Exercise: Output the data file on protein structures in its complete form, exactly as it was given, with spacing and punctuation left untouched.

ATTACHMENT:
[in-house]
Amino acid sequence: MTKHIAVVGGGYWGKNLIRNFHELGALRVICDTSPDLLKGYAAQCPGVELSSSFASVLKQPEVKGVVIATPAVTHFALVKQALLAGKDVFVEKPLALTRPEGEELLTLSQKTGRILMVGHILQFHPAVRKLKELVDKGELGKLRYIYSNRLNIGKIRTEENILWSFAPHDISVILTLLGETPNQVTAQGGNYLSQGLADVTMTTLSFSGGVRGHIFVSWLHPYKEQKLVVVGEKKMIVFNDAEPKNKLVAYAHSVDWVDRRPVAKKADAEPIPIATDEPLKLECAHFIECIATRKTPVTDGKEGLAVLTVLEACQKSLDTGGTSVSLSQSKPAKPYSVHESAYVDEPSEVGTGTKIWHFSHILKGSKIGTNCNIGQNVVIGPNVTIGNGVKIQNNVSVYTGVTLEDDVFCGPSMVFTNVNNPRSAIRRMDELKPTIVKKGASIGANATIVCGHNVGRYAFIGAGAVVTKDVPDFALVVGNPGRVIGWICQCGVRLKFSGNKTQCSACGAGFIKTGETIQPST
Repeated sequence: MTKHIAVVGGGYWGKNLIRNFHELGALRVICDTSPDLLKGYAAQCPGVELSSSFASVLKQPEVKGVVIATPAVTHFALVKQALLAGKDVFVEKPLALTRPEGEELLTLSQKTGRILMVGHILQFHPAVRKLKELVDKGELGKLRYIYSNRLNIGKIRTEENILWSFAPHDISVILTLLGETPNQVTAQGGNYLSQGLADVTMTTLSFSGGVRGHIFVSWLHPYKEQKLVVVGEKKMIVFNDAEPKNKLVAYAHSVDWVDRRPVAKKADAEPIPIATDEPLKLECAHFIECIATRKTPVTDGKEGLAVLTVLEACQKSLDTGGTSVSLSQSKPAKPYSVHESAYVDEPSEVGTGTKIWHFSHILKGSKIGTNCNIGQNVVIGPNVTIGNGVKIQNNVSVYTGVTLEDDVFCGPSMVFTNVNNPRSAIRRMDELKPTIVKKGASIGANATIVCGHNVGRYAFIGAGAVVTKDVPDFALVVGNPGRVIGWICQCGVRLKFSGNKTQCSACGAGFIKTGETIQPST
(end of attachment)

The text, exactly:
[in-house]
Amino acid sequence: MTKHIAVVGGGYWGKNLIRNFHELGALRVICDTSPDLLKGYAAQCPGVELSSSFASVLKQPEVKGVVIATPAVTHFALVKQALLAGKDVFVEKPLALTRPEGEELLTLSQKTGRILMVGHILQFHPAVRKLKELVDKGELGKLRYIYSNRLNIGKIRTEENILWSFAPHDISVILTLLGETPNQVTAQGGNYLSQGLADVTMTTLSFSGGVRGHIFVSWLHPYKEQKLVVVGEKKMIVFNDAEPKNKLVAYAHSVDWVDRRPVAKKADAEPIPIATDEPLKLECAHFIECIATRKTPVTDGKEGLAVLTVLEACQKSLDTGGTSVSLSQSKPAKPYSVHESAYVDEPSEVGTGTKIWHFSHILKGSKIGTNCNIGQNVVIGPNVTIGNGVKIQNNVSVYTGVTLEDDVFCGPSMVFTNVNNPRSAIRRMDELKPTIVKKGASIGANATIVCGHNVGRYAFIGAGAVVTKDVPDFALVVGNPGRVIGWICQCGVRLKFSGNKTQCSACGAGFIKTGETIQPST
Repeated sequence: MTKHIAVVGGGYWGKNLIRNFHELGALRVICDTSPDLLKGYAAQCPGVELSSSFASVLKQPEVKGVVIATPAVTHFALVKQALLAGKDVFVEKPLALTRPEGEELLTLSQKTGRILMVGHILQFHPAVRKLKELVDKGELGKLRYIYSNRLNIGKIRTEENILWSFAPHDISVILTLLGETPNQVTAQGGNYLSQGLADVTMTTLSFSGGVRGHIFVSWLHPYKEQKLVVVGEKKMIVFNDAEPKNKLVAYAHSVDWVDRRPVAKKADAEPIPIATDEPLKLECAHFIECIATRKTPVTDGKEGLAVLTVLEACQKSLDTGGTSVSLSQSKPAKPYSVHESAYVDEPSEVGTGTKIWHFSHILKGSKIGTNCNIGQNVVIGPNVTIGNGVKIQNNVSVYTGVTLEDDVFCGPSMVFTNVNNPRSAIRRMDELKPTIVKKGASIGANATIVCGHNVGRYAFIGAGAVVTKDVPDFALVVGNPGRVIGWICQCGVRLKFSGNKTQCSACGAGFIKTGETIQPST